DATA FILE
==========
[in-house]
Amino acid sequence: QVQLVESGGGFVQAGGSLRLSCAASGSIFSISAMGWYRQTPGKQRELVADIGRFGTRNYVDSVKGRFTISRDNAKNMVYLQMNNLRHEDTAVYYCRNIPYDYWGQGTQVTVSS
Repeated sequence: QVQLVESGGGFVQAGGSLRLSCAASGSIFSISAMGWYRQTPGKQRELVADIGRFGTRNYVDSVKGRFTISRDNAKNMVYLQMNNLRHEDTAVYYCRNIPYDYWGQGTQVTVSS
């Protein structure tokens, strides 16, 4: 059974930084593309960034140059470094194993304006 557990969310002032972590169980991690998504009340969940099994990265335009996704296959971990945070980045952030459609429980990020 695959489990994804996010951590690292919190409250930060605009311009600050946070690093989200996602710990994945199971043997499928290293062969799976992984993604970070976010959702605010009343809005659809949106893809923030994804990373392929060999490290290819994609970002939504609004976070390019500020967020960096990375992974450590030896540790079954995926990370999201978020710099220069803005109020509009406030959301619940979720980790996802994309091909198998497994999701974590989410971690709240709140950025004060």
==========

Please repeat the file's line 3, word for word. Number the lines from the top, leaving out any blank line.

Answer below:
Repeated sequence: QVQLVESGGGFVQAGGSLRLSCAASGSIFSISAMGWYRQTPGKQRELVADIGRFGTRNYVDSVKGRFTISRDNAKNMVYLQMNNLRHEDTAVYYCRNIPYDYWGQGTQVTVSS